To celebrate the anniversary of its founding, Amsterdam’s Koninklijk Theater Carré have produced, with Rotterdam’s Scapino Ballet, Oscar – a performance inspired by the life and art of the man after whom the building is named. A familiarity with Oscar Carré’s biography is not essential in order to enjoy this performance, which combines ballet with circus acrobatics to the backing music of the artist Blaudzun. However, such details as the persistence of equestrian imagery will be better appreciated if one is aware of the fact that Mr Carré was a horse-trainer.
One of the most dazzling sequences involved two of the dancers climbing atop an artificial horse (it was white and headless, with wheels installed beneath its hooves) and then gliding around the stage to produce an effect of unnatural, and thus unforgettable, grace. The circus performers were hypnotic, and I mean this in the sense that there was something compulsive about how they held your attention. I watched them accomplish their various feats with a feeling that was as much thrilled anxiety as admiration.
Perhaps Blaudzun was the least memorable element of the performance. Even at the climax of the songs, I couldn’t help being diverted to the lower part of the stage, where the dancers were. It’s not that Blaudzun’s songs weren’t good, but sometimes they seemed to be unconnected to everything else that was happening (and there was always so much else that was happening).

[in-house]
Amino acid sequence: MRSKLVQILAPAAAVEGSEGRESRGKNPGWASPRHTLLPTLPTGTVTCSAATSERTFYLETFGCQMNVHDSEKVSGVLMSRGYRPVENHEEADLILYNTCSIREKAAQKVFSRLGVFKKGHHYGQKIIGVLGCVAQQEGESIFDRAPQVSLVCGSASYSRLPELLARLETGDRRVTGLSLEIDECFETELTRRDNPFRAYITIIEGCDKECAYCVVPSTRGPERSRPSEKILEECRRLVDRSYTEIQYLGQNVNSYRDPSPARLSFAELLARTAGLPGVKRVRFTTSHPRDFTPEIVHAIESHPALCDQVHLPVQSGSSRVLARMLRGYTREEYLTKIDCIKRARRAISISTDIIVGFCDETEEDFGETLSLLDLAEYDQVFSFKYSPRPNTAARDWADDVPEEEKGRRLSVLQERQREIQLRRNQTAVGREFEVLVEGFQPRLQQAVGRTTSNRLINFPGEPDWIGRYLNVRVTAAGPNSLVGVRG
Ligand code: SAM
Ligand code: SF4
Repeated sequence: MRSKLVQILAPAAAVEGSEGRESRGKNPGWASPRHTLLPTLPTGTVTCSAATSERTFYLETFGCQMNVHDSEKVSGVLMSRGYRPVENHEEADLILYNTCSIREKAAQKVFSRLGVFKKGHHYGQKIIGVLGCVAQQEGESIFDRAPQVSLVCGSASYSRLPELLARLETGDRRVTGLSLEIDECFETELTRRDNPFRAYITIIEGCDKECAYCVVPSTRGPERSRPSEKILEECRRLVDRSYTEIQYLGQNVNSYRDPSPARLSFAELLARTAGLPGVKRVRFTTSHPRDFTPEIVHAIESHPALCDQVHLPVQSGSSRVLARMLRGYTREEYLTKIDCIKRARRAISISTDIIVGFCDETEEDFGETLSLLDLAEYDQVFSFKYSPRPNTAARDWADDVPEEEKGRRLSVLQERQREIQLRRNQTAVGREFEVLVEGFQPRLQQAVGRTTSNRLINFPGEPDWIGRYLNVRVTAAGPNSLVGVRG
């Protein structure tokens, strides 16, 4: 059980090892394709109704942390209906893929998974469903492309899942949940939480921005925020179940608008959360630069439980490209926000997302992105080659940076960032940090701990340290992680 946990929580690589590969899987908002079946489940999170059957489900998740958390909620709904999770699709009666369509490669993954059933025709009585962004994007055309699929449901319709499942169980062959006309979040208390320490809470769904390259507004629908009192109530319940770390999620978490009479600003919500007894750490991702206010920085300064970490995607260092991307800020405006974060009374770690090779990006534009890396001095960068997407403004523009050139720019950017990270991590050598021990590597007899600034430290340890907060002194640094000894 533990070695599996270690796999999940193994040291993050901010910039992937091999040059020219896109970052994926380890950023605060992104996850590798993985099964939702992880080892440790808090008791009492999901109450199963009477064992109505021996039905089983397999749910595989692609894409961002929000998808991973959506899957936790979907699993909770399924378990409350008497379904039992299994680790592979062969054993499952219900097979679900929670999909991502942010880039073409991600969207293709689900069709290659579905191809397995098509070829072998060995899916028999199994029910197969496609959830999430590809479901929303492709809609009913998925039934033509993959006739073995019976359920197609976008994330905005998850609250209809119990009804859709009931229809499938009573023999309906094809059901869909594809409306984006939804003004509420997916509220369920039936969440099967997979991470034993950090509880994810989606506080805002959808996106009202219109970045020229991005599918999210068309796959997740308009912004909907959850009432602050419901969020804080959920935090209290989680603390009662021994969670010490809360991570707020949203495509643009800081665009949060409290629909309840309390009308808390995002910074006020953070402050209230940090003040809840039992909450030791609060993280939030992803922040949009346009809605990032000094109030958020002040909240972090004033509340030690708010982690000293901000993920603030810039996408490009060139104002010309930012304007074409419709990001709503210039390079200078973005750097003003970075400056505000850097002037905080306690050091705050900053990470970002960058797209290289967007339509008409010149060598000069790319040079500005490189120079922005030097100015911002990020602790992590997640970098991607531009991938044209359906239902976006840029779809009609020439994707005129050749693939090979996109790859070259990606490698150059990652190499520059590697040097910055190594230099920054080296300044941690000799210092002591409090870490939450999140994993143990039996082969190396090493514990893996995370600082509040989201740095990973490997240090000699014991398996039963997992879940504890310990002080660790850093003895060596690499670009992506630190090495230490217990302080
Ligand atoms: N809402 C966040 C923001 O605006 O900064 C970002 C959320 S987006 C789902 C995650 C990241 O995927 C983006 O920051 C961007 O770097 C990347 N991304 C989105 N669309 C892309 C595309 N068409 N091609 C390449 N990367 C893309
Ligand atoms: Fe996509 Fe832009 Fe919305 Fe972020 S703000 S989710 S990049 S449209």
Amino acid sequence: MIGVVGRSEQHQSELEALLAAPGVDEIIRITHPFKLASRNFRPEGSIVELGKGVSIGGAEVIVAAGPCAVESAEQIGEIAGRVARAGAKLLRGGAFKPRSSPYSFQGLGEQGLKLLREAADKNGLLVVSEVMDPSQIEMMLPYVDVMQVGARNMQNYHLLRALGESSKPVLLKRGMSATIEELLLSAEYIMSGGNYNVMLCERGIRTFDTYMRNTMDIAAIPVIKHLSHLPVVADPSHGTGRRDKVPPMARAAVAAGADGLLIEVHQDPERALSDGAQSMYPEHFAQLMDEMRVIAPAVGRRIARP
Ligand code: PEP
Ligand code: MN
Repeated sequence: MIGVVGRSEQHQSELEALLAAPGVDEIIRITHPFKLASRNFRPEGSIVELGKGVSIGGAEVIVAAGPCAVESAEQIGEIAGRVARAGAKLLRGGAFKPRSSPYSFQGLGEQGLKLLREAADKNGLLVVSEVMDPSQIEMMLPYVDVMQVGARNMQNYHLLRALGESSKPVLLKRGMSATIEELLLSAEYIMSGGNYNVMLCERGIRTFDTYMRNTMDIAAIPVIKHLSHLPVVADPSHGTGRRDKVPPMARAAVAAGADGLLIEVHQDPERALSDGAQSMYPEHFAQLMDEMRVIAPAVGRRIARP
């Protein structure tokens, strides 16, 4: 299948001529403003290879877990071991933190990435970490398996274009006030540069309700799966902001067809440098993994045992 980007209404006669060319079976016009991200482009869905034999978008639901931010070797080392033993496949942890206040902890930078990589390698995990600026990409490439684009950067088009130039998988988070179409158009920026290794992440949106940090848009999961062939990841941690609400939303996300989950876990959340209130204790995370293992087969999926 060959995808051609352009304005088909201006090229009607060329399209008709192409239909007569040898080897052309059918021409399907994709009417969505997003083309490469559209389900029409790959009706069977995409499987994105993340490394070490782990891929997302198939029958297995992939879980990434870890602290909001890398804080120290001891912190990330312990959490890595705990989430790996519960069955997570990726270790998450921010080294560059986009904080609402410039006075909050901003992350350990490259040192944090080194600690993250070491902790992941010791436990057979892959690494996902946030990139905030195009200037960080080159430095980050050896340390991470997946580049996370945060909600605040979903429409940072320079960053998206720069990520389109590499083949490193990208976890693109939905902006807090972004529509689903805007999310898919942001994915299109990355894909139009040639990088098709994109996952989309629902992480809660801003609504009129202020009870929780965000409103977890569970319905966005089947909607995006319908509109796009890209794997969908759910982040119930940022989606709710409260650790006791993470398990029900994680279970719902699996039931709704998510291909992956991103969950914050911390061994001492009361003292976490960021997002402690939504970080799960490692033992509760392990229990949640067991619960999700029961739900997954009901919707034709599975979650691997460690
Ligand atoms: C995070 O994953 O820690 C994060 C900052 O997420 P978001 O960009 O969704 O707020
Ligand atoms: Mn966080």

That this discordance did not spoil the general spectacle of the production should give some indication of how impressive it was. The moment that remains especially vivid in my mind came towards the end, when the audience was encouraged to sing the chorus of one of Blaudzun’s songs. Even though the lyrics were themselves unremarkable, the majority of people joined in, and it seemed to me that they did this out of a genuine gratitude to all that they had witnessed up to that point. Which allows me to conclude on another compliment: I was so engrossed by the performance that I truly have no idea how long it lasted. Jacob John Shale 8th September 2022
Photo by Hans Gerritsen